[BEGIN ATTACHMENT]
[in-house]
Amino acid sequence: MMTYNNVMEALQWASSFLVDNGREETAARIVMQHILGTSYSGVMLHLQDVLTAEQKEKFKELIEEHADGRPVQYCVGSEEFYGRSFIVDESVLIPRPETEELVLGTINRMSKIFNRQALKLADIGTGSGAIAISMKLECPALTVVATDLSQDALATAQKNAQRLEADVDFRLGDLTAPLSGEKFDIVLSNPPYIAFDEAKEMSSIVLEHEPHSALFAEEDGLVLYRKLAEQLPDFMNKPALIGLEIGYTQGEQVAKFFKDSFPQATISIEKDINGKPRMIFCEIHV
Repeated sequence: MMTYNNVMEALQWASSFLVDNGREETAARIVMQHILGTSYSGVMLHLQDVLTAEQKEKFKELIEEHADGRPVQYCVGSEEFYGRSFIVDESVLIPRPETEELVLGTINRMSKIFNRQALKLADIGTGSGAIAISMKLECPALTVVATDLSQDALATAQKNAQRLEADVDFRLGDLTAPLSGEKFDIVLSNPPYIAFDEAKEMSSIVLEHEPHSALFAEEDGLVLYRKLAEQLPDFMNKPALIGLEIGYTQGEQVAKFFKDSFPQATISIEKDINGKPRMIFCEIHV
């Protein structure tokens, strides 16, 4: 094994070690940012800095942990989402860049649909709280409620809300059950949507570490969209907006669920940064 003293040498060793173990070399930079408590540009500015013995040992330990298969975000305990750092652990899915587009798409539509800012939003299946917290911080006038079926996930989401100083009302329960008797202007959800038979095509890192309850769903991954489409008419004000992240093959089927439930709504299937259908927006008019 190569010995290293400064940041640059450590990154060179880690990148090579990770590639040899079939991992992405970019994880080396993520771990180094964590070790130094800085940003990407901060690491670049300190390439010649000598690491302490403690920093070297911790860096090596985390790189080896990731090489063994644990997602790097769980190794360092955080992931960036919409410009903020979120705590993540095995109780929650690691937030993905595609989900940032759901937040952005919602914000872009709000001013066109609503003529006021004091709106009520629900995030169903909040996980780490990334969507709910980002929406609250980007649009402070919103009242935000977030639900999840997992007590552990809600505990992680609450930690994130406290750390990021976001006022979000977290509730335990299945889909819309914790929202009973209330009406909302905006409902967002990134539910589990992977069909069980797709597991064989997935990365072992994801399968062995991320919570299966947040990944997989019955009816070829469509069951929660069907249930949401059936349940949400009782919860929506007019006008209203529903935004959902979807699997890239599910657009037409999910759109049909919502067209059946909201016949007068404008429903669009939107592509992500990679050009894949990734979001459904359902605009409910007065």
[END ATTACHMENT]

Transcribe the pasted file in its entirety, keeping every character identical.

[in-house]
Amino acid sequence: MMTYNNVMEALQWASSFLVDNGREETAARIVMQHILGTSYSGVMLHLQDVLTAEQKEKFKELIEEHADGRPVQYCVGSEEFYGRSFIVDESVLIPRPETEELVLGTINRMSKIFNRQALKLADIGTGSGAIAISMKLECPALTVVATDLSQDALATAQKNAQRLEADVDFRLGDLTAPLSGEKFDIVLSNPPYIAFDEAKEMSSIVLEHEPHSALFAEEDGLVLYRKLAEQLPDFMNKPALIGLEIGYTQGEQVAKFFKDSFPQATISIEKDINGKPRMIFCEIHV
Repeated sequence: MMTYNNVMEALQWASSFLVDNGREETAARIVMQHILGTSYSGVMLHLQDVLTAEQKEKFKELIEEHADGRPVQYCVGSEEFYGRSFIVDESVLIPRPETEELVLGTINRMSKIFNRQALKLADIGTGSGAIAISMKLECPALTVVATDLSQDALATAQKNAQRLEADVDFRLGDLTAPLSGEKFDIVLSNPPYIAFDEAKEMSSIVLEHEPHSALFAEEDGLVLYRKLAEQLPDFMNKPALIGLEIGYTQGEQVAKFFKDSFPQATISIEKDINGKPRMIFCEIHV
């Protein structure tokens, strides 16, 4: 094994070690940012800095942990989402860049649909709280409620809300059950949507570490969209907006669920940064 003293040498060793173990070399930079408590540009500015013995040992330990298969975000305990750092652990899915587009798409539509800012939003299946917290911080006038079926996930989401100083009302329960008797202007959800038979095509890192309850769903991954489409008419004000992240093959089927439930709504299937259908927006008019 190569010995290293400064940041640059450590990154060179880690990148090579990770590639040899079939991992992405970019994880080396993520771990180094964590070790130094800085940003990407901060690491670049300190390439010649000598690491302490403690920093070297911790860096090596985390790189080896990731090489063994644990997602790097769980190794360092955080992931960036919409410009903020979120705590993540095995109780929650690691937030993905595609989900940032759901937040952005919602914000872009709000001013066109609503003529006021004091709106009520629900995030169903909040996980780490990334969507709910980002929406609250980007649009402070919103009242935000977030639900999840997992007590552990809600505990992680609450930690994130406290750390990021976001006022979000977290509730335990299945889909819309914790929202009973209330009406909302905006409902967002990134539910589990992977069909069980797709597991064989997935990365072992994801399968062995991320919570299966947040990944997989019955009816070829469509069951929660069907249930949401059936349940949400009782919860929506007019006008209203529903935004959902979807699997890239599910657009037409999910759109049909919502067209059946909201016949007068404008429903669009939107592509992500990679050009894949990734979001459904359902605009409910007065």